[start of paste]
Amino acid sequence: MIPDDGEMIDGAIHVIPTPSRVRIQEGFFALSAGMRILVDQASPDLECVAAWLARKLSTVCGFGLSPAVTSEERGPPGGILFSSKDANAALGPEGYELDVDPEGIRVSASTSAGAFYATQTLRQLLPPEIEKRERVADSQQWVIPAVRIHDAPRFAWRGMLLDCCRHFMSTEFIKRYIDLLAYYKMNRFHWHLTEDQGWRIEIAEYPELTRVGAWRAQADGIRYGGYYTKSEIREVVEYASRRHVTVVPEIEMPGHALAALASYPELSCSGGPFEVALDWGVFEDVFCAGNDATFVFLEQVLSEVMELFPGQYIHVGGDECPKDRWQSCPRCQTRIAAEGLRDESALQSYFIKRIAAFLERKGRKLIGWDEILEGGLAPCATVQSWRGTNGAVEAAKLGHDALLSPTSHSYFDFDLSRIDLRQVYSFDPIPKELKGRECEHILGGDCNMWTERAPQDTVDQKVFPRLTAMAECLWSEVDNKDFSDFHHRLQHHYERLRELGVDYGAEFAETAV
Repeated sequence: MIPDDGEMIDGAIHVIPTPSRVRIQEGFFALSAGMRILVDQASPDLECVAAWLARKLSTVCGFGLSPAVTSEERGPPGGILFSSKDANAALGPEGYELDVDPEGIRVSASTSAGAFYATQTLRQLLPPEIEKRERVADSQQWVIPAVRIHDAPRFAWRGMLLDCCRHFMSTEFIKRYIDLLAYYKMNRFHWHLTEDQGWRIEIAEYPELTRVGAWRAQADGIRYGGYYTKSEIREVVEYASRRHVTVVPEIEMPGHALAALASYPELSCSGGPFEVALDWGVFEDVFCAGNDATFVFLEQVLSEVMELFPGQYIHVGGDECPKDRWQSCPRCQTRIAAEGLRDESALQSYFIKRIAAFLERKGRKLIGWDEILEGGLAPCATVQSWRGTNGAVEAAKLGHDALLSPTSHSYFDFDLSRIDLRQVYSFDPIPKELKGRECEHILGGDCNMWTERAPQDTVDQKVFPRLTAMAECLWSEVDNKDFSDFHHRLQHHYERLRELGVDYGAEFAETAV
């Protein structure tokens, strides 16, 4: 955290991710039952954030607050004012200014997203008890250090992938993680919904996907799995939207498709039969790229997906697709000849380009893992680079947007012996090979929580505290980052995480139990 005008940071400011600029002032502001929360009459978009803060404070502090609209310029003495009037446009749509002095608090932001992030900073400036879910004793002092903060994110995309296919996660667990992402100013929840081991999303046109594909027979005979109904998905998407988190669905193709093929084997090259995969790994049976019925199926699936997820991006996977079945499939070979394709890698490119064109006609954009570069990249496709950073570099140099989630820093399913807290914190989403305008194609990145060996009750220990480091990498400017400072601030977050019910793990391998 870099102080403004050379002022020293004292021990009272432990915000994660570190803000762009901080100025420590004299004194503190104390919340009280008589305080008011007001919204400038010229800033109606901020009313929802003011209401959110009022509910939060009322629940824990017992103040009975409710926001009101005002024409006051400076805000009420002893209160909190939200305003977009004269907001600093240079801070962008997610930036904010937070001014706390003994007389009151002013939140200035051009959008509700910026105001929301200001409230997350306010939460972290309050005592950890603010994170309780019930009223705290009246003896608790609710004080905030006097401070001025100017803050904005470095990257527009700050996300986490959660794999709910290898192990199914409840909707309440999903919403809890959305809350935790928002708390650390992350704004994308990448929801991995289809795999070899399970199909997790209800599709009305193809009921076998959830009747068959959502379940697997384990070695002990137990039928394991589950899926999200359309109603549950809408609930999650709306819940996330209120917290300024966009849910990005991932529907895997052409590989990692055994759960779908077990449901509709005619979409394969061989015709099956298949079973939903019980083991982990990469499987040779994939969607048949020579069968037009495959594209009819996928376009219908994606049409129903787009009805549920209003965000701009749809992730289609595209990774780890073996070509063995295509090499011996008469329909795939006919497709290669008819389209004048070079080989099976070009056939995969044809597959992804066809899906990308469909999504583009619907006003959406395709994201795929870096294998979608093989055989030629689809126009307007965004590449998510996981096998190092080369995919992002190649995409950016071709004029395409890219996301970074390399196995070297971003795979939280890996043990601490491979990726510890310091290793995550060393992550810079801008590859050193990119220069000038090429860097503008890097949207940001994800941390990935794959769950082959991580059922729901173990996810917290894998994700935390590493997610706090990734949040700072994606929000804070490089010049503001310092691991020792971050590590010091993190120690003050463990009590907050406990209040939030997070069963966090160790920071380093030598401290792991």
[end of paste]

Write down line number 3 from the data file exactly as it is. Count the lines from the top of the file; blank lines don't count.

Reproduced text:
């Protein structure tokens, strides 16, 4: 955290991710039952954030607050004012200014997203008890250090992938993680919904996907799995939207498709039969790229997906697709000849380009893992680079947007012996090979929580505290980052995480139990 005008940071400011600029002032502001929360009459978009803060404070502090609209310029003495009037446009749509002095608090932001992030900073400036879910004793002092903060994110995309296919996660667990992402100013929840081991999303046109594909027979005979109904998905998407988190669905193709093929084997090259995969790994049976019925199926699936997820991006996977079945499939070979394709890698490119064109006609954009570069990249496709950073570099140099989630820093399913807290914190989403305008194609990145060996009750220990480091990498400017400072601030977050019910793990391998 870099102080403004050379002022020293004292021990009272432990915000994660570190803000762009901080100025420590004299004194503190104390919340009280008589305080008011007001919204400038010229800033109606901020009313929802003011209401959110009022509910939060009322629940824990017992103040009975409710926001009101005002024409006051400076805000009420002893209160909190939200305003977009004269907001600093240079801070962008997610930036904010937070001014706390003994007389009151002013939140200035051009959008509700910026105001929301200001409230997350306010939460972290309050005592950890603010994170309780019930009223705290009246003896608790609710004080905030006097401070001025100017803050904005470095990257527009700050996300986490959660794999709910290898192990199914409840909707309440999903919403809890959305809350935790928002708390650390992350704004994308990448929801991995289809795999070899399970199909997790209800599709009305193809009921076998959830009747068959959502379940697997384990070695002990137990039928394991589950899926999200359309109603549950809408609930999650709306819940996330209120917290300024966009849910990005991932529907895997052409590989990692055994759960779908077990449901509709005619979409394969061989015709099956298949079973939903019980083991982990990469499987040779994939969607048949020579069968037009495959594209009819996928376009219908994606049409129903787009009805549920209003965000701009749809992730289609595209990774780890073996070509063995295509090499011996008469329909795939006919497709290669008819389209004048070079080989099976070009056939995969044809597959992804066809899906990308469909999504583009619907006003959406395709994201795929870096294998979608093989055989030629689809126009307007965004590449998510996981096998190092080369995919992002190649995409950016071709004029395409890219996301970074390399196995070297971003795979939280890996043990601490491979990726510890310091290793995550060393992550810079801008590859050193990119220069000038090429860097503008890097949207940001994800941390990935794959769950082959991580059922729901173990996810917290894998994700935390590493997610706090990734949040700072994606929000804070490089010049503001310092691991020792971050590590010091993190120690003050463990009590907050406990209040939030997070069963966090160790920071380093030598401290792991």